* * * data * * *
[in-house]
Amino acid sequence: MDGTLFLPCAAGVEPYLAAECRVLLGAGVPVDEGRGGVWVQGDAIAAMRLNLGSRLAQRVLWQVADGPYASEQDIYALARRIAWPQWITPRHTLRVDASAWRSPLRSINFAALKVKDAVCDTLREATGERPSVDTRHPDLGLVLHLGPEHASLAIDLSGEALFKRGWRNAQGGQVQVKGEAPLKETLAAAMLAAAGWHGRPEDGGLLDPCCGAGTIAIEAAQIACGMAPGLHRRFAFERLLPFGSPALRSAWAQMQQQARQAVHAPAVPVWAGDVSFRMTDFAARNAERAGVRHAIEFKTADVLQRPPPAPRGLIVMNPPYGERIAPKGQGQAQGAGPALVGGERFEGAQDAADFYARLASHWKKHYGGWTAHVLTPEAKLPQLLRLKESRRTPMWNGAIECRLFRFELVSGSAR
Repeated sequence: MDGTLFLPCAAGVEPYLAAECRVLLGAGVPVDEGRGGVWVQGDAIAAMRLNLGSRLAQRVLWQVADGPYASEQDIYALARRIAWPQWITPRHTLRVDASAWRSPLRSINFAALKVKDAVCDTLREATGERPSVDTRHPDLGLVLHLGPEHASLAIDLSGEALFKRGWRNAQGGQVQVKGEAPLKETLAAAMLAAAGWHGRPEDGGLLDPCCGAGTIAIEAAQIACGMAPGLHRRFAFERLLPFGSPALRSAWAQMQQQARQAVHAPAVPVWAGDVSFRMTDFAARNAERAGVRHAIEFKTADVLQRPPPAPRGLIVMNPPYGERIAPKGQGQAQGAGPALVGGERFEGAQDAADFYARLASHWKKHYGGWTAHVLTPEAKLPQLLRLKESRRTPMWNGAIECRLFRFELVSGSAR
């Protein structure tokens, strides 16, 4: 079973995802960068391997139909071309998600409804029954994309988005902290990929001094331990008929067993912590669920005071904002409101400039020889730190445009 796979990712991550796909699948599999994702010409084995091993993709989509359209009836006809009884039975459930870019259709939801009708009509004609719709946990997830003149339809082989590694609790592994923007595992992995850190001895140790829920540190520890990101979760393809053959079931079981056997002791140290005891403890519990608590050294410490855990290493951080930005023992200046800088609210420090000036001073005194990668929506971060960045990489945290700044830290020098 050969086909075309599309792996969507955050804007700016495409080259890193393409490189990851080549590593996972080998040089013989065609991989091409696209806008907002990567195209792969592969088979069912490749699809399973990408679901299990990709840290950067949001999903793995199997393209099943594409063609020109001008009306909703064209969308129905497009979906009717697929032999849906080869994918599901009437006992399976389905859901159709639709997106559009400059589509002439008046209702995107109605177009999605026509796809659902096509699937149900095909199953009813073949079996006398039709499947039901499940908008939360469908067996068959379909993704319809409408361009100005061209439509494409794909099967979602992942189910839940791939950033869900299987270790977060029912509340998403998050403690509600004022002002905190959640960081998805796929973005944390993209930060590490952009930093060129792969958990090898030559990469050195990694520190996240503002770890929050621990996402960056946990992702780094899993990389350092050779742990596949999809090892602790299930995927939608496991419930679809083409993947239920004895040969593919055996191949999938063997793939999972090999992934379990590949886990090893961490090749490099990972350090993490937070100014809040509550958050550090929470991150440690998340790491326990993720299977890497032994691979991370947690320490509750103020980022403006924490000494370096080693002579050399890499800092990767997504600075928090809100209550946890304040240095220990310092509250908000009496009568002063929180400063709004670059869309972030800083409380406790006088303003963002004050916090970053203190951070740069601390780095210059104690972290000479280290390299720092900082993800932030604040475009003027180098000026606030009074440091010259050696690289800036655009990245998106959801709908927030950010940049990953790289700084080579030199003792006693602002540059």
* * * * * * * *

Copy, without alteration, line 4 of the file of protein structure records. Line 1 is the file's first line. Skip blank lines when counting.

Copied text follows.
């Protein structure tokens, strides 16, 4: 079973995802960068391997139909071309998600409804029954994309988005902290990929001094331990008929067993912590669920005071904002409101400039020889730190445009 796979990712991550796909699948599999994702010409084995091993993709989509359209009836006809009884039975459930870019259709939801009708009509004609719709946990997830003149339809082989590694609790592994923007595992992995850190001895140790829920540190520890990101979760393809053959079931079981056997002791140290005891403890519990608590050294410490855990290493951080930005023992200046800088609210420090000036001073005194990668929506971060960045990489945290700044830290020098 050969086909075309599309792996969507955050804007700016495409080259890193393409490189990851080549590593996972080998040089013989065609991989091409696209806008907002990567195209792969592969088979069912490749699809399973990408679901299990990709840290950067949001999903793995199997393209099943594409063609020109001008009306909703064209969308129905497009979906009717697929032999849906080869994918599901009437006992399976389905859901159709639709997106559009400059589509002439008046209702995107109605177009999605026509796809659902096509699937149900095909199953009813073949079996006398039709499947039901499940908008939360469908067996068959379909993704319809409408361009100005061209439509494409794909099967979602992942189910839940791939950033869900299987270790977060029912509340998403998050403690509600004022002002905190959640960081998805796929973005944390993209930060590490952009930093060129792969958990090898030559990469050195990694520190996240503002770890929050621990996402960056946990992702780094899993990389350092050779742990596949999809090892602790299930995927939608496991419930679809083409993947239920004895040969593919055996191949999938063997793939999972090999992934379990590949886990090893961490090749490099990972350090993490937070100014809040509550958050550090929470991150440690998340790491326990993720299977890497032994691979991370947690320490509750103020980022403006924490000494370096080693002579050399890499800092990767997504600075928090809100209550946890304040240095220990310092509250908000009496009568002063929180400063709004670059869309972030800083409380406790006088303003963002004050916090970053203190951070740069601390780095210059104690972290000479280290390299720092900082993800932030604040475009003027180098000026606030009074440091010259050696690289800036655009990245998106959801709908927030950010940049990953790289700084080579030199003792006693602002540059």